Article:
So, where does the impermanent loss come into play? Impermanent loss results from the loss in value one could have actualized if they simply held on to the asset instead. For example, if Alice held on to her initial 2,000 ASTRO and 100 axlUSDC, her axlUSDC would still be worth the same amount. However, at a rate of 0.1 axlUSDC per ASTRO, her 2,000 ASTRO would now be worth 200 axlUSDC. In total, her tokens would now be worth 300 axlUSDC. Compared to the 282 axlUSDC we get when providing liquidity over the same period of time, holding both assets is actually a more profitable strategy (by 18 axlUSDC).

Finally, our above calculations do not account for trading fees. Liquidity providers accrue trading fees from swaps, usually 0.3% for each swap in constant product pools. Since Alice has a 20% share in the pool, she is entitled to 1/5th of all of the pool’s fees. With fees in mind, impermanent loss occurs when the potential gains from holding two assets outweigh the trading fees accrued over a period of time. As more trading volume and fees accumulate for a pool, this could overturn impermanent loss and result in profits from fees alone.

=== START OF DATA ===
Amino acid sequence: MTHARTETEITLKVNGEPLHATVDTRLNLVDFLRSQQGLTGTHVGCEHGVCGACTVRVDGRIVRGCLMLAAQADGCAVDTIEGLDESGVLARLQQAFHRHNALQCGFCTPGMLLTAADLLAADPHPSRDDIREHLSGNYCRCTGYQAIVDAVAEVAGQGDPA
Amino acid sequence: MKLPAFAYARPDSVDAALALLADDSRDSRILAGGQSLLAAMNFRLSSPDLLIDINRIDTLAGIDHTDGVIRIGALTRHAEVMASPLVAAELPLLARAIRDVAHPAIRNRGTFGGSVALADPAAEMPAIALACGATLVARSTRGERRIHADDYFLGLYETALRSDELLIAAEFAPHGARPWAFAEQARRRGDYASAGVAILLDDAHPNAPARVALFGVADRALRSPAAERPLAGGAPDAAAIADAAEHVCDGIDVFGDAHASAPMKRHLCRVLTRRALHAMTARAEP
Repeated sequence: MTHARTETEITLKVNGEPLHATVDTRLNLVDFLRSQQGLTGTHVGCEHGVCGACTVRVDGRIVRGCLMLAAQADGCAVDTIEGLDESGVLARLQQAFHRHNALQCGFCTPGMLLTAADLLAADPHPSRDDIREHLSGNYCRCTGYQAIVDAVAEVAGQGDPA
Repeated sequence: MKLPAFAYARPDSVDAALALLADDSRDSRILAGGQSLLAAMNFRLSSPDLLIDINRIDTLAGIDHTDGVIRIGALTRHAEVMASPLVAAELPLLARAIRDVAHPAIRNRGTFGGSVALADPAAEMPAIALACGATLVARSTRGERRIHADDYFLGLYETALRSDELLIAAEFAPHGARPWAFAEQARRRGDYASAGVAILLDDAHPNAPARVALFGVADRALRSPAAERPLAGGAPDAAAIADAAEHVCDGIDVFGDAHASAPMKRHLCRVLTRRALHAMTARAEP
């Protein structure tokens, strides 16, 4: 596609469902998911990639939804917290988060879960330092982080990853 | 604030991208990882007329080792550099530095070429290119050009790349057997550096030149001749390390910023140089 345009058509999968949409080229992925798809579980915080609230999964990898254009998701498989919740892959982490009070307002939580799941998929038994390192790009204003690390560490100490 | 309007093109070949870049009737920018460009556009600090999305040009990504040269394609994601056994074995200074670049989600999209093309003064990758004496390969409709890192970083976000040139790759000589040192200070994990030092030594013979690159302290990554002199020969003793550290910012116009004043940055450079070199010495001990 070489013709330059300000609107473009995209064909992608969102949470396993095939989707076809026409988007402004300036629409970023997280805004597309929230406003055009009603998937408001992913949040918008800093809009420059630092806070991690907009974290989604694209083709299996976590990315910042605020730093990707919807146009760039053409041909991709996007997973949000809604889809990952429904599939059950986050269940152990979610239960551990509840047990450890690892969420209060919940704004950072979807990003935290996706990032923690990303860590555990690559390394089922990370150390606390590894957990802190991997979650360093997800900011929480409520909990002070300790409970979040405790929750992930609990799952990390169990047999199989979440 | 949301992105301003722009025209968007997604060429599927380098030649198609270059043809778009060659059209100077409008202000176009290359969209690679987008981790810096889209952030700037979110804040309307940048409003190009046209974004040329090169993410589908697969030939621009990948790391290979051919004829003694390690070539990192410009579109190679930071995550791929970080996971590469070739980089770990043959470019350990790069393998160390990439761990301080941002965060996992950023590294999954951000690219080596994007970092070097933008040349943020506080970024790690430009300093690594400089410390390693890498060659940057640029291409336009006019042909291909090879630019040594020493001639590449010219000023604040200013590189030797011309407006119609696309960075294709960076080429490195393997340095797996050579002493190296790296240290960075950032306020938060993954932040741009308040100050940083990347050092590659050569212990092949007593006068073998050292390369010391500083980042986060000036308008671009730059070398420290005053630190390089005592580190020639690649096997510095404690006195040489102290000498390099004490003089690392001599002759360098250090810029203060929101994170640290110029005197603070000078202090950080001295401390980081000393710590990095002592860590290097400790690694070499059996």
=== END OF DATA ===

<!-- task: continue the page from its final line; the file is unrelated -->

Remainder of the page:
# Conclusion

There are legitimate risks when it comes to impermanent loss that users should consider when providing liquidity. Having an understanding of the risks and rewards can help liquidity providers navigate their positions. Now that you have a better understanding of what impermanent loss is and how it is calculated, you can play with the charts to compare impermanent loss vs trading fees, as well as account for incentive rewards.

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**DISCLAIMER**

Remember, Terra 2.0 and Astroport are experimental technologies. This article does not constitute investment advice and is subject to and limited by the Astroport disclaimers, which you should review before interacting with the protocol.